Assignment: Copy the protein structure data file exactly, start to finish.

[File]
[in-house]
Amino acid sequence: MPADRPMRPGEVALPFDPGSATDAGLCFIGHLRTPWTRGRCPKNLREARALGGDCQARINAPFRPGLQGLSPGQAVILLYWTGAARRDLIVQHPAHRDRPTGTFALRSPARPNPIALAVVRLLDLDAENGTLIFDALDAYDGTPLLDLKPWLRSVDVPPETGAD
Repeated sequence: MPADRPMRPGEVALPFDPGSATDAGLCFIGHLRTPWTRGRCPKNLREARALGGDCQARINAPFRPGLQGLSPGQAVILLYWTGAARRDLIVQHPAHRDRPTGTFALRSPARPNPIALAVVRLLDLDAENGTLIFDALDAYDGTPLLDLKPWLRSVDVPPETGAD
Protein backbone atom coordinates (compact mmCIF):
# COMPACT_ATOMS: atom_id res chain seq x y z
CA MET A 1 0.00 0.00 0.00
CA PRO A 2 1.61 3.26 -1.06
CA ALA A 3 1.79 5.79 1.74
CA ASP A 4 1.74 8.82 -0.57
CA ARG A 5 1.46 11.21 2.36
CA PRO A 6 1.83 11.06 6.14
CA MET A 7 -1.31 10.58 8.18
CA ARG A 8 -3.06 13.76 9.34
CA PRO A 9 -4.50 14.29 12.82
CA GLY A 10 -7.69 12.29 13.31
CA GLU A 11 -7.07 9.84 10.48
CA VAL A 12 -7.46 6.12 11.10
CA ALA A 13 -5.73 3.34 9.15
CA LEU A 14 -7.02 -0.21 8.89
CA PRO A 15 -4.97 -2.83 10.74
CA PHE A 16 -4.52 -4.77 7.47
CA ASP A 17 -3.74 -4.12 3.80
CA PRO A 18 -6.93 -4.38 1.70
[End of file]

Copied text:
[in-house]
Amino acid sequence: MPADRPMRPGEVALPFDPGSATDAGLCFIGHLRTPWTRGRCPKNLREARALGGDCQARINAPFRPGLQGLSPGQAVILLYWTGAARRDLIVQHPAHRDRPTGTFALRSPARPNPIALAVVRLLDLDAENGTLIFDALDAYDGTPLLDLKPWLRSVDVPPETGAD
Repeated sequence: MPADRPMRPGEVALPFDPGSATDAGLCFIGHLRTPWTRGRCPKNLREARALGGDCQARINAPFRPGLQGLSPGQAVILLYWTGAARRDLIVQHPAHRDRPTGTFALRSPARPNPIALAVVRLLDLDAENGTLIFDALDAYDGTPLLDLKPWLRSVDVPPETGAD
Protein backbone atom coordinates (compact mmCIF):
# COMPACT_ATOMS: atom_id res chain seq x y z
CA MET A 1 0.00 0.00 0.00
CA PRO A 2 1.61 3.26 -1.06
CA ALA A 3 1.79 5.79 1.74
CA ASP A 4 1.74 8.82 -0.57
CA ARG A 5 1.46 11.21 2.36
CA PRO A 6 1.83 11.06 6.14
CA MET A 7 -1.31 10.58 8.18
CA ARG A 8 -3.06 13.76 9.34
CA PRO A 9 -4.50 14.29 12.82
CA GLY A 10 -7.69 12.29 13.31
CA GLU A 11 -7.07 9.84 10.48
CA VAL A 12 -7.46 6.12 11.10
CA ALA A 13 -5.73 3.34 9.15
CA LEU A 14 -7.02 -0.21 8.89
CA PRO A 15 -4.97 -2.83 10.74
CA PHE A 16 -4.52 -4.77 7.47
CA ASP A 17 -3.74 -4.12 3.80
CA PRO A 18 -6.93 -4.38 1.70